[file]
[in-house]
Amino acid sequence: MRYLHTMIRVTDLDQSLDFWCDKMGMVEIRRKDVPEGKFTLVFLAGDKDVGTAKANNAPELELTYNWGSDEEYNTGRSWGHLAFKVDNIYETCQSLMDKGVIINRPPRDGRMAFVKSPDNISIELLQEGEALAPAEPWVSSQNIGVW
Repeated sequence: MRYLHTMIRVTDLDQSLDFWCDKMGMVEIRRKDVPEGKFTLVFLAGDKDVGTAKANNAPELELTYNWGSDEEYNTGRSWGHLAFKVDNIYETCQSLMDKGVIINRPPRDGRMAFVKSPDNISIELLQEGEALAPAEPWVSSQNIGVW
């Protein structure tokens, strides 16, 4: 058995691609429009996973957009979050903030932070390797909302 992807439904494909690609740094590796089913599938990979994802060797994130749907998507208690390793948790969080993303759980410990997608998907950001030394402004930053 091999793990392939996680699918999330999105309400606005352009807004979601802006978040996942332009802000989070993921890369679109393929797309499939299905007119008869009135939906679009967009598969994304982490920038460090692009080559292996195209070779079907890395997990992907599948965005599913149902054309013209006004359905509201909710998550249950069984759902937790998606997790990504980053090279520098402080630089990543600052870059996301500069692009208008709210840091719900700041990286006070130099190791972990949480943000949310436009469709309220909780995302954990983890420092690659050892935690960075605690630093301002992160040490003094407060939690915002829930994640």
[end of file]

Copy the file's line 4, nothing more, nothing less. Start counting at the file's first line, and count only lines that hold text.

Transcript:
């Protein structure tokens, strides 16, 4: 058995691609429009996973957009979050903030932070390797909302 992807439904494909690609740094590796089913599938990979994802060797994130749907998507208690390793948790969080993303759980410990997608998907950001030394402004930053 091999793990392939996680699918999330999105309400606005352009807004979601802006978040996942332009802000989070993921890369679109393929797309499939299905007119008869009135939906679009967009598969994304982490920038460090692009080559292996195209070779079907890395997990992907599948965005599913149902054309013209006004359905509201909710998550249950069984759902937790998606997790990504980053090279520098402080630089990543600052870059996301500069692009208008709210840091719900700041990286006070130099190791972990949480943000949310436009469709309220909780995302954990983890420092690659050892935690960075605690630093301002992160040490003094407060939690915002829930994640």